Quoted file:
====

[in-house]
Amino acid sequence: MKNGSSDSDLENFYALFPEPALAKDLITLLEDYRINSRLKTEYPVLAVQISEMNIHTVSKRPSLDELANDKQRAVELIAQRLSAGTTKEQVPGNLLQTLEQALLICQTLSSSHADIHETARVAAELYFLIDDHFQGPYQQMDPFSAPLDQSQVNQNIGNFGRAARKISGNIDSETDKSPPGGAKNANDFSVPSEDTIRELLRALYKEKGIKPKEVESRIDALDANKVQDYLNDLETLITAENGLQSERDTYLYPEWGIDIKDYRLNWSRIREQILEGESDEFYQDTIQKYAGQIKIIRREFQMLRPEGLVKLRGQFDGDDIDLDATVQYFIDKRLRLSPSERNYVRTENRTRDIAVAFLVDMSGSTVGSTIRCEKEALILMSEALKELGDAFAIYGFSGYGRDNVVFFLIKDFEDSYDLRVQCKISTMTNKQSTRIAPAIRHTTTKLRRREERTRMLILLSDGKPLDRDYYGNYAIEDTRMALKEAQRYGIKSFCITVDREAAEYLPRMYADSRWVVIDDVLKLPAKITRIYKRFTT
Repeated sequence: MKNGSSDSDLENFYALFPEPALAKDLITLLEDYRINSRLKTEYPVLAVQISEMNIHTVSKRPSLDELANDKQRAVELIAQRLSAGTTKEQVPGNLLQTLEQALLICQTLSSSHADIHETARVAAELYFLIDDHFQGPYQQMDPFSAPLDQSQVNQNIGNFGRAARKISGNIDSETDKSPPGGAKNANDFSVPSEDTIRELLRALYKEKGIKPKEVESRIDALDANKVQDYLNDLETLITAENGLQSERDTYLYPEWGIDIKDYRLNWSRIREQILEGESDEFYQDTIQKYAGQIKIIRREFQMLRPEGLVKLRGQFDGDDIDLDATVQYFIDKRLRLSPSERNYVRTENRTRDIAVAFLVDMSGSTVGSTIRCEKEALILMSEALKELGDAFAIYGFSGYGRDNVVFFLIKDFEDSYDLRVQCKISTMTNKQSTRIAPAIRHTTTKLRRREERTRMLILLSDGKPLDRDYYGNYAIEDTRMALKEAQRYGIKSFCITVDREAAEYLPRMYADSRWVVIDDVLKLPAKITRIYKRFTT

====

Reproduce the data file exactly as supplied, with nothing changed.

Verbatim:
[in-house]
Amino acid sequence: MKNGSSDSDLENFYALFPEPALAKDLITLLEDYRINSRLKTEYPVLAVQISEMNIHTVSKRPSLDELANDKQRAVELIAQRLSAGTTKEQVPGNLLQTLEQALLICQTLSSSHADIHETARVAAELYFLIDDHFQGPYQQMDPFSAPLDQSQVNQNIGNFGRAARKISGNIDSETDKSPPGGAKNANDFSVPSEDTIRELLRALYKEKGIKPKEVESRIDALDANKVQDYLNDLETLITAENGLQSERDTYLYPEWGIDIKDYRLNWSRIREQILEGESDEFYQDTIQKYAGQIKIIRREFQMLRPEGLVKLRGQFDGDDIDLDATVQYFIDKRLRLSPSERNYVRTENRTRDIAVAFLVDMSGSTVGSTIRCEKEALILMSEALKELGDAFAIYGFSGYGRDNVVFFLIKDFEDSYDLRVQCKISTMTNKQSTRIAPAIRHTTTKLRRREERTRMLILLSDGKPLDRDYYGNYAIEDTRMALKEAQRYGIKSFCITVDREAAEYLPRMYADSRWVVIDDVLKLPAKITRIYKRFTT
Repeated sequence: MKNGSSDSDLENFYALFPEPALAKDLITLLEDYRINSRLKTEYPVLAVQISEMNIHTVSKRPSLDELANDKQRAVELIAQRLSAGTTKEQVPGNLLQTLEQALLICQTLSSSHADIHETARVAAELYFLIDDHFQGPYQQMDPFSAPLDQSQVNQNIGNFGRAARKISGNIDSETDKSPPGGAKNANDFSVPSEDTIRELLRALYKEKGIKPKEVESRIDALDANKVQDYLNDLETLITAENGLQSERDTYLYPEWGIDIKDYRLNWSRIREQILEGESDEFYQDTIQKYAGQIKIIRREFQMLRPEGLVKLRGQFDGDDIDLDATVQYFIDKRLRLSPSERNYVRTENRTRDIAVAFLVDMSGSTVGSTIRCEKEALILMSEALKELGDAFAIYGFSGYGRDNVVFFLIKDFEDSYDLRVQCKISTMTNKQSTRIAPAIRHTTTKLRRREERTRMLILLSDGKPLDRDYYGNYAIEDTRMALKEAQRYGIKSFCITVDREAAEYLPRMYADSRWVVIDDVLKLPAKITRIYKRFTT